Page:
The ABC's of Reloading which is newly out in a 7th edition. Get it from your local gun shop, a gun show, on the I'net, or from the publisher, It will explain what to do, what not to do, and what stuff you actually need to get started. Finding a friend who reloads is a great help--reloaders are almost always pleased to indoctrinate beginners, and forums like this are an excellent place to get questions answered.

But there is nothing so comforting as having directions right there in front of you in black and white when you're trying to get started. Having digested the ABC's, you also want a loading manual. This is a book of recipies for various loads. Most of the bigger manuals contain a how-to, but they're nowhere near as thorough as the ABC's. If you only get one of the major load manuals, I suggest the Lyman 48th edition. If you do one caliber ONLY, there may be a loadbook of recipies just for that, The Complete Reloading Manual for (fill in cartridge) put out by If so, it is ONLY recipies, no how-to at all.

Anyhow, once again, welcome. When you get it all sorted out it's an essentially simple operation we do. It's the sorting out that gets tough. May you enjoy reloading for many years.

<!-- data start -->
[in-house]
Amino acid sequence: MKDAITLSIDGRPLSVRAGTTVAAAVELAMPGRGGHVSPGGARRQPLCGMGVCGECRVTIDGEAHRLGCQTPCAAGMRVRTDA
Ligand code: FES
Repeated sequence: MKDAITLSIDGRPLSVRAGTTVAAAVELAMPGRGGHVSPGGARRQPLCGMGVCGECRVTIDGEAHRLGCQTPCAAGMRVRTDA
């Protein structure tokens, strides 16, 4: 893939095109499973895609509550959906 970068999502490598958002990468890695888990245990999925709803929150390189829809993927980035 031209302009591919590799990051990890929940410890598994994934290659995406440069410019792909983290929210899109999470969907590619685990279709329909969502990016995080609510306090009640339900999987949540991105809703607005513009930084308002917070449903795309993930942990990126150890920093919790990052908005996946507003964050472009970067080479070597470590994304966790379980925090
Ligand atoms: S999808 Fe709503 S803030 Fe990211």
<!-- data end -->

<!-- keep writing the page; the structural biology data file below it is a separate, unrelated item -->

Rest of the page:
God Bless America

--Smokey Joe
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Old July 15, 2005, 02:48 PM   #7
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needed stuff

Safety glasses; always. Always.

Cheap (but not LEE) scale; get a weight check set and use it EVERY time you set up your scale. (scale, between $30--50; check set about $20)

LEE chamfer tool; allows deburring case mouths, 'enhancing' primer pockets. (about $3)

Dial caliper; metal, though. (about $25)

Boxes for your now-loaded ammo; recommend MTM 50-rd plastic hinge-top. (cheap)

Lyman Reloading Data Log book; worth the time to record what you've done. (can make one outta construction paper; $1)

And wear them glasses every time you touch your 'stuff'.
"all my ammo is mostly retired factory ammo"
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Old July 16, 2005, 08:07 PM   #8
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Thanks guys!!
Ich bin kein Nationalsozialist!!!!!!
Ich bin Republikaner!!!!!!!!
Neca eos omnes. Deus suos agnoset.
Arizona: Flush the Johns!!!